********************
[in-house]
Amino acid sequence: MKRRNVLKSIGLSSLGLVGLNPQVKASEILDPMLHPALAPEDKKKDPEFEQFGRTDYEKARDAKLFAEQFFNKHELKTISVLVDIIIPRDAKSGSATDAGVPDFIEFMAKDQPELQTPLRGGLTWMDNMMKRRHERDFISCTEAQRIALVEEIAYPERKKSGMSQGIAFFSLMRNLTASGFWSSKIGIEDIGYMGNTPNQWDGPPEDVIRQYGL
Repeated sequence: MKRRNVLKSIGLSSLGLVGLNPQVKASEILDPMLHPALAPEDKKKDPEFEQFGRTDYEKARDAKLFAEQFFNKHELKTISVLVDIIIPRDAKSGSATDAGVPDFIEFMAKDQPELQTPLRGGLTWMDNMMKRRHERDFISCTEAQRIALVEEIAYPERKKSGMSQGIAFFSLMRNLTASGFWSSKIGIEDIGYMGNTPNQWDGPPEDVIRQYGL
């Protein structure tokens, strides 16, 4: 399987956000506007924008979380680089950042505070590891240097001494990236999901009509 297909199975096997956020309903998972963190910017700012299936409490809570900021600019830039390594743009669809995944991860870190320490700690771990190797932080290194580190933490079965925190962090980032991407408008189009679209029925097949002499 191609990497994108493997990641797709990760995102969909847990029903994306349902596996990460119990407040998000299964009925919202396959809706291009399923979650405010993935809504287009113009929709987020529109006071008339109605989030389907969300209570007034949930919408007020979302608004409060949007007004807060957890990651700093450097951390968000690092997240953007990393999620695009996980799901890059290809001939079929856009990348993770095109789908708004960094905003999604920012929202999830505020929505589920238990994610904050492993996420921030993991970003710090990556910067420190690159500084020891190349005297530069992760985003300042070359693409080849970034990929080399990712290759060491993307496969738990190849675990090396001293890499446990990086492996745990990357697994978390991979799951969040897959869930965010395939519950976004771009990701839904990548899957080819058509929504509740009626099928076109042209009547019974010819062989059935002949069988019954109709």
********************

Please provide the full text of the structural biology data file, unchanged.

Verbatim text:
[in-house]
Amino acid sequence: MKRRNVLKSIGLSSLGLVGLNPQVKASEILDPMLHPALAPEDKKKDPEFEQFGRTDYEKARDAKLFAEQFFNKHELKTISVLVDIIIPRDAKSGSATDAGVPDFIEFMAKDQPELQTPLRGGLTWMDNMMKRRHERDFISCTEAQRIALVEEIAYPERKKSGMSQGIAFFSLMRNLTASGFWSSKIGIEDIGYMGNTPNQWDGPPEDVIRQYGL
Repeated sequence: MKRRNVLKSIGLSSLGLVGLNPQVKASEILDPMLHPALAPEDKKKDPEFEQFGRTDYEKARDAKLFAEQFFNKHELKTISVLVDIIIPRDAKSGSATDAGVPDFIEFMAKDQPELQTPLRGGLTWMDNMMKRRHERDFISCTEAQRIALVEEIAYPERKKSGMSQGIAFFSLMRNLTASGFWSSKIGIEDIGYMGNTPNQWDGPPEDVIRQYGL
């Protein structure tokens, strides 16, 4: 399987956000506007924008979380680089950042505070590891240097001494990236999901009509 297909199975096997956020309903998972963190910017700012299936409490809570900021600019830039390594743009669809995944991860870190320490700690771990190797932080290194580190933490079965925190962090980032991407408008189009679209029925097949002499 191609990497994108493997990641797709990760995102969909847990029903994306349902596996990460119990407040998000299964009925919202396959809706291009399923979650405010993935809504287009113009929709987020529109006071008339109605989030389907969300209570007034949930919408007020979302608004409060949007007004807060957890990651700093450097951390968000690092997240953007990393999620695009996980799901890059290809001939079929856009990348993770095109789908708004960094905003999604920012929202999830505020929505589920238990994610904050492993996420921030993991970003710090990556910067420190690159500084020891190349005297530069992760985003300042070359693409080849970034990929080399990712290759060491993307496969738990190849675990090396001293890499446990990086492996745990990357697994978390991979799951969040897959869930965010395939519950976004771009990701839904990548899957080819058509929504509740009626099928076109042209009547019974010819062989059935002949069988019954109709």